Senator Warren was the first to jump in
The contest. She’s less superannuated
Than Joe, Bernie (or him), but any bump in
Her popularity was adumbrated
When she claimed she was Cherokee. She’ll stump in
Each hamlet from Fitzwilliam to Lyme,
But he’ll shout “Pocohontas!” every time.

XXIII

She, too, avows that she will drain the swamp
And hold the upper classes to the fire.
On graft, racism, and perfidy she’ll stomp,
And (unlike him) she will not be a liar.
Like Bernie, she’ll dispense with any pomp
And unlike 45, she’ll be a trier.
And yet I sense she lacks the common touch:
And when she tries, she tries a bit too much.

XXIV

I like Kamala Harris; she is tough.
She’s laser-like when she is prosecutorial
She moves quite well between the smooth and rough,
Is sharp and bright but not too professorial.
I hope she doesn’t lose her nerve, or cuff
Her acid shrewdness. Since time immemorial
A clever woman has been deemed a threat,
I’d hope that, this time, we will not forget.

XXV

Now New York City’s mayor’s running, too.
He was my city councilmember once.
I’ve voted for him several times, in lieu
Of someone more exciting. He’s no dunce;
He faced much opposition from those who
Never forgave his chutzpah or his bunce
In beating Christine Quinn, who should have won—
And would have but for the Afro of his son.

XXVI

That’s only six so far! For Gillibrand
Also from New York’s in, as if another
New York contender is in great demand
From every voter and his/her grandmother!
There’s Cory Booker, Tulsi Gabbard, and
Tim Ryan, Julian Castro (not his brother),
John Hickenlooper, Amy Klobuchar,
And still I’ve not yet finished—not by far!

XXVII

I’d let them have a decent shake, withhold
My judgment, ponder on their policies.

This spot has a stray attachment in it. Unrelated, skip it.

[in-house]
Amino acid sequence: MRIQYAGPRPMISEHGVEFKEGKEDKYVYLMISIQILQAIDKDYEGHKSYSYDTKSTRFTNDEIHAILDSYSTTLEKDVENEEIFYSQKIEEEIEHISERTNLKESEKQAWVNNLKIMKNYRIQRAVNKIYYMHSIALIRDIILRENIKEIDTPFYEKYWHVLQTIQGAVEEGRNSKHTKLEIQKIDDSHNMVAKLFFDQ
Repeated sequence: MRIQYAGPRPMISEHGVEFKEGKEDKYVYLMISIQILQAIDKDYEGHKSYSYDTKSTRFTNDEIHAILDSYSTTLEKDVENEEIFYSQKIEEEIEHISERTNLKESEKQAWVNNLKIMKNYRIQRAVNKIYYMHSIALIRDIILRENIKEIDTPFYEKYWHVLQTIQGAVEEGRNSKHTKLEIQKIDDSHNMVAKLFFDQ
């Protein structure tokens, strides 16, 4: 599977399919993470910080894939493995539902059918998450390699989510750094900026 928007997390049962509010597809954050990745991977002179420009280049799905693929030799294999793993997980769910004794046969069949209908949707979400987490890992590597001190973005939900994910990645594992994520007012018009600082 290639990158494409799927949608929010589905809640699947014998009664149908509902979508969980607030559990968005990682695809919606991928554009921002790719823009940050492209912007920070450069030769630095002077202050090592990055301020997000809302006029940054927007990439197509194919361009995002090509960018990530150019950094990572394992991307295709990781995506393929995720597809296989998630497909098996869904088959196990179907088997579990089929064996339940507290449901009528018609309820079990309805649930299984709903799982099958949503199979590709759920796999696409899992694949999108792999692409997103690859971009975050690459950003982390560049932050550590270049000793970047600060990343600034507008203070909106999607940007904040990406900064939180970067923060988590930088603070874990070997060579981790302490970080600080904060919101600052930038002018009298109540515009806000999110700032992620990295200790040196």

IMHO, the end’s not been foretold,
And every one of them has expertise.
But by the time my vote comes round, in cold
Cold February, only memories
Of moments in the limelight will remain:
He sounds familiar. . . . Who was she again?

XXVIII

Of course, the great exception to the rule,
Is he who now presides over us all.
A mass of candidates; an obvious tool;
A craven press in salivating thrall
To conflict; social media adding fuel
To stoke the blaze of discord and appall
The center, stirring up enough suspicion
To arm the Right with still more ammunition.

XXIX

He also modeled swinging for the fence,
Eschewing lower office for the top.
He ran without fear of the consequence,
Because, in losing, he would simply swap
His failure for more wealth—a recompense
With which he was familiar. For each flop
That has defined his gilded life has led
Invariably to him earning more bread.

XXX

We’ve learned that for a decade in the eighties
And nineties, he squandered a billion clams.
Meanwhile, he claimed that he earned bucks with great ease
And was the most successful. Sure, at scams
And bullshit, he’s the best; the everyday tease
On what he’ll do he’s master of; the slams
And insults over Twitter—there’s no better.